Have you tried strapping your FitBit to your dog and sending her out to play fetch? Easy way to get to 10K steps without even breaking a sweat! And with social media, it’s very easy to promote your results. This is all pretty harmless if it’s just you vs your friends. But what if a fake stat qualifies you for a race you have no business being in? Or results in a sponsorship you don’t deserve?

Where do you get your news and information?
I consume news from a wide variety of sources. I subscribe to a few publications, such as The New York Times and The Bulwark. These days I tend to use aggregators such as Google News and Apple News as they bring me a variety of sources (and points of view) into a single feed. I also get quite a bit of news on Twitter – not from the tweets themselves but from amplification of important articles from mainstream news organizations.

Checking Disinformation in the News

How do you personally discern what is real, what is perhaps total fabrication and what is just some entity’s positive spin?
When it comes to news from mainstream sources, I believe in “trust but verify.” If the New York Times or BBC (or any other large news organization) is reporting something, it’s likely mostly true and worthy of my trust. But they could still get it partially, and very rarely entirely, wrong. So, if it’s a big story with wide-ranging implications, I will check other news organizations to verified the story. If they have their own confirming sources, then the trust factor goes up. That said, these organizations can be deceived.

The other end of the spectrum is sensational stories from people or news organizations I’ve never heard of. I default to assuming they’re peddling bullshit 100% of the time. Doesn’t matter if they’re from the right or the left. They have something to gain from me believing what they’re saying, and that’s where I start. Occasionally it is verifiable, but most of the time it turns out to be some form of disinformation (intentional) or misinformation (accidental) that should be stopped in its tracks.

TV and Books

You gave me some excellent TV streaming suggestions months ago. What are you enjoying now?
I have two buckets of shows that I watch – one bucket I watch by myself which usually involves technology, crime, violence, and/or sci-fi (ideally all four!) and one I watch with my wife which usually involves history, romance, and (fortunately) some crime and violence (she’s cool that way!).

In my first bucket, I’m just wrapping up StartUp which has been loads of fun (crypto meets Haitian gangs meets Russian mobsters) and Halt and Catch Fire which is an amazing nostalgic romp through the early PC industry – well before I joined Apple and Microsoft. My wife and I are deep into Outlander and A French Village.

Are you reading any fiction?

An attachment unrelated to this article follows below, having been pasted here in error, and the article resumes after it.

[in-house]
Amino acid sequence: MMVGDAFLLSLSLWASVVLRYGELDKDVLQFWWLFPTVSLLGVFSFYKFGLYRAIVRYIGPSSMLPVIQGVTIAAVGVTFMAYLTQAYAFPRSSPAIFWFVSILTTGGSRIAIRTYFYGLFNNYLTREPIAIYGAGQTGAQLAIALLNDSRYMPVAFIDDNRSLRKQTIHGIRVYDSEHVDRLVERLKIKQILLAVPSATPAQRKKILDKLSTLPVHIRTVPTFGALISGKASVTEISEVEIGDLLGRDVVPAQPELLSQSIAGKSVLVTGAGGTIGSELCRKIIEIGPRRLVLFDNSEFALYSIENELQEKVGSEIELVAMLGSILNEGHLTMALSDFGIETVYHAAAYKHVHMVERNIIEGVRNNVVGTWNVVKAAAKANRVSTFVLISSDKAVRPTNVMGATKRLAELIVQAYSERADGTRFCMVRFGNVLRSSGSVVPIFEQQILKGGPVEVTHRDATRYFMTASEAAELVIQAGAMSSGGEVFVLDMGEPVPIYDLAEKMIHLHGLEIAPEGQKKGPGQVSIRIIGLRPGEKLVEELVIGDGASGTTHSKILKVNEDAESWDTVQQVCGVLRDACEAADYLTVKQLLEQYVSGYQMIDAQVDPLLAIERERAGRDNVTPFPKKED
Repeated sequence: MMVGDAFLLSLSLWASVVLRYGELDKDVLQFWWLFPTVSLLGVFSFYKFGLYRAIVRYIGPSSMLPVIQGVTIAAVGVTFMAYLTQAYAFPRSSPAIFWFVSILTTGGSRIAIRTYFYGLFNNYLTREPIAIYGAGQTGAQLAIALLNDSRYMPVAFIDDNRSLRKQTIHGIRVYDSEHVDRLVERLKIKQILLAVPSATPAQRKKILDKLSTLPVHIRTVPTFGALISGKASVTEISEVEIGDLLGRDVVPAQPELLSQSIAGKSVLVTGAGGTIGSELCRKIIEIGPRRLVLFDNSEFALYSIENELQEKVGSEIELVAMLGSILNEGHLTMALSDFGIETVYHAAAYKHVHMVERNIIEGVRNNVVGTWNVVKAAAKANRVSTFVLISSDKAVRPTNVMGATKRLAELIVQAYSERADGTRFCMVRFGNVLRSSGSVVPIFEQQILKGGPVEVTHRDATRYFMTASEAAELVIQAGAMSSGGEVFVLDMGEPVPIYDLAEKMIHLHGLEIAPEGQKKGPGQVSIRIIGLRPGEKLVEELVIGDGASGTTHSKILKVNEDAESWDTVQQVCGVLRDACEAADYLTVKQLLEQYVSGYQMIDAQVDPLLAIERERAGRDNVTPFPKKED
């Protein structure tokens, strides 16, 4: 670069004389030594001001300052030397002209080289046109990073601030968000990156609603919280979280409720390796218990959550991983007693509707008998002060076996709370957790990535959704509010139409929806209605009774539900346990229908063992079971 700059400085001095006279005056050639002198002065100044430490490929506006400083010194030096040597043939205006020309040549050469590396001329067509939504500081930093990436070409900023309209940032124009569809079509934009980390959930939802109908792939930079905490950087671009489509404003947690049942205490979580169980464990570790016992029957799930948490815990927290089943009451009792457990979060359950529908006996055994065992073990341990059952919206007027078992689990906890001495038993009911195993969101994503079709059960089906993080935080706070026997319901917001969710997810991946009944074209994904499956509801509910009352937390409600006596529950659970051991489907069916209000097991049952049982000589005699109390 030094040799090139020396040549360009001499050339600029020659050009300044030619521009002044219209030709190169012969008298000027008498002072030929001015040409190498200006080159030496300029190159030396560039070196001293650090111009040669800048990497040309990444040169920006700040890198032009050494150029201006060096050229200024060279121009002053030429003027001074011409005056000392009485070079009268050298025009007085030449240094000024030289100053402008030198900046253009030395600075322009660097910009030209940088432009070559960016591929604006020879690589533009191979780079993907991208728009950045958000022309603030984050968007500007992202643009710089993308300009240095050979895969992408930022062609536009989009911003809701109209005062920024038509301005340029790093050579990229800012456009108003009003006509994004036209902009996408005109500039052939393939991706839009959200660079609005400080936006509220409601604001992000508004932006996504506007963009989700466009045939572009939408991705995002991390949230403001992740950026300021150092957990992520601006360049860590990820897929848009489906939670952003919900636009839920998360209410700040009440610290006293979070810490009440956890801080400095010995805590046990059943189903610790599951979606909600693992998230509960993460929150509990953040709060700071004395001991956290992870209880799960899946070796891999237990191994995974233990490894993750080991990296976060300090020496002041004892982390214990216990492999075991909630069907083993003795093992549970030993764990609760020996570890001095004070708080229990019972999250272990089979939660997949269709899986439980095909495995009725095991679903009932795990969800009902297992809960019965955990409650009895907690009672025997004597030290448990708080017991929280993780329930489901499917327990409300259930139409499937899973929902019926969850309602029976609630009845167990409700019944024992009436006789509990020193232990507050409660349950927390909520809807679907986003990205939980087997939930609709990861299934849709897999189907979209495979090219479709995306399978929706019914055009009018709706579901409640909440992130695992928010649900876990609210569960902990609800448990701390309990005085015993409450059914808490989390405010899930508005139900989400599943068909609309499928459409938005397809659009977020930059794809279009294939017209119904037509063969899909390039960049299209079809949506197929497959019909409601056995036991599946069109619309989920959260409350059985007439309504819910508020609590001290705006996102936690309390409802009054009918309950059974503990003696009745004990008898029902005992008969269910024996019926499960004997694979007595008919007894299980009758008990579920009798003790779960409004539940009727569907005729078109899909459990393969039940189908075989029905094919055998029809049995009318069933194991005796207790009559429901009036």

That’s a loaded question since we’ve already established that at least half of what I read on news sites and social media is fiction. 🙂 But, yes, I try to end my day with true fiction to counteract the information overload I experience during the day. My guilty pleasure lately has been historical fiction. I’m captivated by Ken Follett’s Pillars of the Earth series.

Where do you see yourself and DA in 10 years?
Ten years? I’m still trying to figure out what next year will look like. But if I do look out well into the future, I hope two things are true:

1) I’m still working but it feels like a hobby every day as it does now.

2) DisInfo Academy has made a dent in the universe and we’ve helped dig society out of the disinformation and propaganda black hole we’re in now.


  1. This needs to be magnified. What your non-profit is doing. Have you considered working with or collaborating with The Center for Humane Technology and Tristan Harris or getting funding or grants from Emerson Collective or developing a consortium of sorts to continue to amplify how pervasive disinformation, propaganda, manipulation is and not only help people develop reasoning/critical thinking but to develop the big data for perhaps policy change, laws, fines, etc. I just feel there is such a higher purpose here where there is no time to wait. Very interesting this has been a found and valued mission for you. Also, hire some of us remotely (pay in gift cards or whatever some moderate volunteerism core help to those still displaced or disabled or long-hauled from covid) and build out the dis-info army with a different volunteering model perhaps. OK such an important topic this is. Need a lot more conversation about it. Please work on the “Big Lie” and bring back faith in democracy and the only way we choose our leaders who will care about purpose driven companies like yours for us all.

  2. The last few years have raised my awareness and need to search-out bias in media. Similar to your approach, within the extreme sides of “news” sources, when one is new to me I check the site out on allsides.com. If you’re familiar with it, what do you think of their methodology and results? Thanks for the vital work you’re doing; and your happiness detector so elevated too!


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David Stewart
David is the founder and face of AGEIST. He is an expert on, and a passionate champion of the emerging global over-50 lifestyle. A dynamic speaker, he is available for panels, keynotes and informational talks at david@agei.st.